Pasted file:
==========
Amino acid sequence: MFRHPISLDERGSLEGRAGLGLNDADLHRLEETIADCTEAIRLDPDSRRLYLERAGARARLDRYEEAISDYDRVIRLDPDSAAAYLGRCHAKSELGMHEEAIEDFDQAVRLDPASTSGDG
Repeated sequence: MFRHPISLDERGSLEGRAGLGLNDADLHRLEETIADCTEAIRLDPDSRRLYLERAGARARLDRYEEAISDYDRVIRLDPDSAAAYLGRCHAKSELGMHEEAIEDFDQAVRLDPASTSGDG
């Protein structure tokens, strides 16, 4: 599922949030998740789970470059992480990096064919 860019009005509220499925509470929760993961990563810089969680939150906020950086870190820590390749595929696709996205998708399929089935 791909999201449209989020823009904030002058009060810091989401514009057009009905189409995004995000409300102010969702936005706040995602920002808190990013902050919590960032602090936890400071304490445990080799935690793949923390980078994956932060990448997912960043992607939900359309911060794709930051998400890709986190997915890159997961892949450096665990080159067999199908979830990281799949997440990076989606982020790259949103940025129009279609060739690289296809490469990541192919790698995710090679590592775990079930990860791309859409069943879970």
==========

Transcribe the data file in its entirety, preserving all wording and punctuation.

Amino acid sequence: MFRHPISLDERGSLEGRAGLGLNDADLHRLEETIADCTEAIRLDPDSRRLYLERAGARARLDRYEEAISDYDRVIRLDPDSAAAYLGRCHAKSELGMHEEAIEDFDQAVRLDPASTSGDG
Repeated sequence: MFRHPISLDERGSLEGRAGLGLNDADLHRLEETIADCTEAIRLDPDSRRLYLERAGARARLDRYEEAISDYDRVIRLDPDSAAAYLGRCHAKSELGMHEEAIEDFDQAVRLDPASTSGDG
């Protein structure tokens, strides 16, 4: 599922949030998740789970470059992480990096064919 860019009005509220499925509470929760993961990563810089969680939150906020950086870190820590390749595929696709996205998708399929089935 791909999201449209989020823009904030002058009060810091989401514009057009009905189409995004995000409300102010969702936005706040995602920002808190990013902050919590960032602090936890400071304490445990080799935690793949923390980078994956932060990448997912960043992607939900359309911060794709930051998400890709986190997915890159997961892949450096665990080159067999199908979830990281799949997440990076989606982020790259949103940025129009279609060739690289296809490469990541192919790698995710090679590592775990079930990860791309859409069943879970």